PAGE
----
Baked Chickpea “Burgers” (Falafel)
It’s officially winter here in upstate NY. I know, the calendar says it’s only November, but I start mourning the loss of warmer temperatures on Halloween. Right now my hands are freezing as I type, my neck is cold without a scarf on, and my little puppy doesn’t want to go for long walks outside anymore. In my world, winter has begun. Now, I’m sure some of you just love wintertime. You can’t wait for peppermint mochas and snowball fights. The cold wind invigorates your body and livens up your spirit. Well, good for you! I plan on hibernating until April, thank you very much.
Sometimes, I try to trick myself into feeling more optimistic about the impending cold weather. “It’s not wintertime, Jessie!” I’ll tell myself. “It’s just a cold autumn, or a freezing springtime. Maybe my hands aren’t freezing from the bitter wind at all! Instead, my fingers must be tingling with excitement! The foggy air in front of you? It’s just the humid summer air!”
Yeah, I know – my mindtricks are pretty lame. But I feel better if I can forget about the harsh realities of winter for a little while. Thinking of spring for a just moment makes the cold wind outside seem less permanent. Sometimes, that’s all I need to get me through the next freezing cold day.
After all, changing your mindset can be as easy as changing a name or two. For example, I was going to call this recipe just “Falafel”. Because, well – it is falafel. But all too often, I’ve announced dinner only to be met with confused looks. “Falafel?” people ask. “I don’t know what that is – can I have macaroni and cheese instead?” Or, “A falafel? Isn’t that a type of snow plow?” Also, the word “falafel” doesn’t explain what you’re actually eating. It’s not like the word “pizza” or “sandwich”. Everyone already has an idea about the ingredients in pizza or in a sandwich, but falafel hasn’t always made it into our common vocabulary yet. You don’t want to scare people away from your kitchen, so it’s a good idea to always have some alternate recipe titles in mind. “Baked Chickpea Patties” or “Oven-Baked Chickpea Sliders” sound delicious, and everyone knows the main ingredient. Plus, the concept is already familiar – everyone likes burgers.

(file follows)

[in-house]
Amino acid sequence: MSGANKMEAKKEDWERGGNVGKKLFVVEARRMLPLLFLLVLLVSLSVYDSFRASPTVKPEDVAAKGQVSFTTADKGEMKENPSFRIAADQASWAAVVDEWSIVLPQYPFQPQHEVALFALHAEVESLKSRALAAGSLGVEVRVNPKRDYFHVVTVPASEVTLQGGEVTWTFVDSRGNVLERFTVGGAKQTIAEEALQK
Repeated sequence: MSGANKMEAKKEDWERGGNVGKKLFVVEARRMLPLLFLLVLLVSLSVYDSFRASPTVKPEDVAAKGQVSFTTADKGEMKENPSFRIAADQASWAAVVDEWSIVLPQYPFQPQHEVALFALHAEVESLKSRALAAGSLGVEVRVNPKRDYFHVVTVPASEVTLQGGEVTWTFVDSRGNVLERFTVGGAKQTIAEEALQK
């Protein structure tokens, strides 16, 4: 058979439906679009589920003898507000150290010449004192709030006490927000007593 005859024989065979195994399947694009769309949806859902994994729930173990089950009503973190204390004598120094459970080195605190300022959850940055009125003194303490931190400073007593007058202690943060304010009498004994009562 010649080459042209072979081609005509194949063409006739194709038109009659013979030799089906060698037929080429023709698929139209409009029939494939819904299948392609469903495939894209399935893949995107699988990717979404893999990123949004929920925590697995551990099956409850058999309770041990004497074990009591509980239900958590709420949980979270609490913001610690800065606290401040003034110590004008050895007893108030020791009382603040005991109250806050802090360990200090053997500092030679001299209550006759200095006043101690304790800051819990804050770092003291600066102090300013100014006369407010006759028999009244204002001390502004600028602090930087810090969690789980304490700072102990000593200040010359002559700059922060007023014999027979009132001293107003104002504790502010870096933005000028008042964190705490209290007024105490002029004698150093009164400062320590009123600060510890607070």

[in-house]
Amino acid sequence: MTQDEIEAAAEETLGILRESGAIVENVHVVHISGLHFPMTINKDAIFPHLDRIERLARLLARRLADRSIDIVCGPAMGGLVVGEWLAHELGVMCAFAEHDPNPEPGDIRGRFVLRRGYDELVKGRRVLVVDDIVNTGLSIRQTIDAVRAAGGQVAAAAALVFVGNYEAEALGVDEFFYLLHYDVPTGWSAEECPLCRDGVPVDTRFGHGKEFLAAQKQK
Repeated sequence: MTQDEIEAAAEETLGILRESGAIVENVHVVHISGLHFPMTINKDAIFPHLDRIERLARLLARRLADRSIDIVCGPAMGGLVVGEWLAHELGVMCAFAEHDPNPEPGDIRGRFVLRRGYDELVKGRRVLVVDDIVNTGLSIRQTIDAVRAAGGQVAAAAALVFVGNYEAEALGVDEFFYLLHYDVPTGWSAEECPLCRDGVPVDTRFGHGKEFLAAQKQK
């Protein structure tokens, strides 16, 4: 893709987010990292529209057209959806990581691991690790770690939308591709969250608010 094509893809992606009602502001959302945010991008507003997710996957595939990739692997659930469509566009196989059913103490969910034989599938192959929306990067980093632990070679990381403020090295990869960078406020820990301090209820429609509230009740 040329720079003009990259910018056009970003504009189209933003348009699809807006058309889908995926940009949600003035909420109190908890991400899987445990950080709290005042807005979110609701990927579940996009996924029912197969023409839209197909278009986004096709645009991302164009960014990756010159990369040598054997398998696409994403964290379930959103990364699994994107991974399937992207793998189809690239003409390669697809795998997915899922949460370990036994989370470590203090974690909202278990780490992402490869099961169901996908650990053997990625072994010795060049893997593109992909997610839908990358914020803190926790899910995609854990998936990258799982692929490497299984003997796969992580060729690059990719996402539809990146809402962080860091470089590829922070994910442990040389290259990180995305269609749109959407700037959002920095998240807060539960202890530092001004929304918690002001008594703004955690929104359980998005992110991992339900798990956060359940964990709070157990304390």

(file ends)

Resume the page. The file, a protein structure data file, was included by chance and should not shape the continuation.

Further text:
So the next time it’s freezing cold outside (oops, I mean the next time there’s a lovely bite of chill in the air), announce to your loved ones that you’re making baked chickpea burgers. They’ll love the little sliders, and you’ll love the warmth from the oven during those cold nights. Enjoy!
Baked Chickpea Burgers (Falafel)
One 16 oz. can of chickpeas, drained
¼ cup onion, diced
1 tsp. cumin
1 tsp. salt
1 tsp. flour
Optional: 1 tsp. cilantro or parsley, minced
Toppings for burgers: pickles, ketchup, and cheddar cheese
Preheat the oven to 350 degrees. Line a cookie sheet with aluminum foil.
Combine all ingredients in a food processor, and pulse until the mixture holds together in a dough.
Refrigerate the dough for twenty minutes.
Scoop small patties out of the dough. Shape into flat discs, and place onto the prepared cookie sheet. Bake for six minutes, and then flip the burgers over. Bake for another six minutes. Continue to bake until the burgers are crispy on the outside, 5-10 minutes more.